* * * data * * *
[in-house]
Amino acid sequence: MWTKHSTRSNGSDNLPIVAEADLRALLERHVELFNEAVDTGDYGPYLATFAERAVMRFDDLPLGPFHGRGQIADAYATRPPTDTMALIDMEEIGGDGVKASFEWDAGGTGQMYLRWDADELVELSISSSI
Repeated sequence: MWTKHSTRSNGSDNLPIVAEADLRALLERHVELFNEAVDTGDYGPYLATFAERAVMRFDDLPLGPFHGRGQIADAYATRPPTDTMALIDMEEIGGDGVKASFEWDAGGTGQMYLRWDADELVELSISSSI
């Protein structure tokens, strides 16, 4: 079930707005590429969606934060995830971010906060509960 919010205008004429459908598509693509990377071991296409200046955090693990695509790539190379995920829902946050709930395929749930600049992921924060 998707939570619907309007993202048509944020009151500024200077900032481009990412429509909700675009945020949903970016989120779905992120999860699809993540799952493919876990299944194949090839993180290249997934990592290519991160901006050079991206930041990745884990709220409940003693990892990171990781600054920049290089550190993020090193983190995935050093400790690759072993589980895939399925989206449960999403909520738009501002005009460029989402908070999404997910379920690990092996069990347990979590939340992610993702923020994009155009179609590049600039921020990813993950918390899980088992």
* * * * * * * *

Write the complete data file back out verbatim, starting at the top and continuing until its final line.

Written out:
[in-house]
Amino acid sequence: MWTKHSTRSNGSDNLPIVAEADLRALLERHVELFNEAVDTGDYGPYLATFAERAVMRFDDLPLGPFHGRGQIADAYATRPPTDTMALIDMEEIGGDGVKASFEWDAGGTGQMYLRWDADELVELSISSSI
Repeated sequence: MWTKHSTRSNGSDNLPIVAEADLRALLERHVELFNEAVDTGDYGPYLATFAERAVMRFDDLPLGPFHGRGQIADAYATRPPTDTMALIDMEEIGGDGVKASFEWDAGGTGQMYLRWDADELVELSISSSI
């Protein structure tokens, strides 16, 4: 079930707005590429969606934060995830971010906060509960 919010205008004429459908598509693509990377071991296409200046955090693990695509790539190379995920829902946050709930395929749930600049992921924060 998707939570619907309007993202048509944020009151500024200077900032481009990412429509909700675009945020949903970016989120779905992120999860699809993540799952493919876990299944194949090839993180290249997934990592290519991160901006050079991206930041990745884990709220409940003693990892990171990781600054920049290089550190993020090193983190995935050093400790690759072993589980895939399925989206449960999403909520738009501002005009460029989402908070999404997910379920690990092996069990347990979590939340992610993702923020994009155009179609590049600039921020990813993950918390899980088992």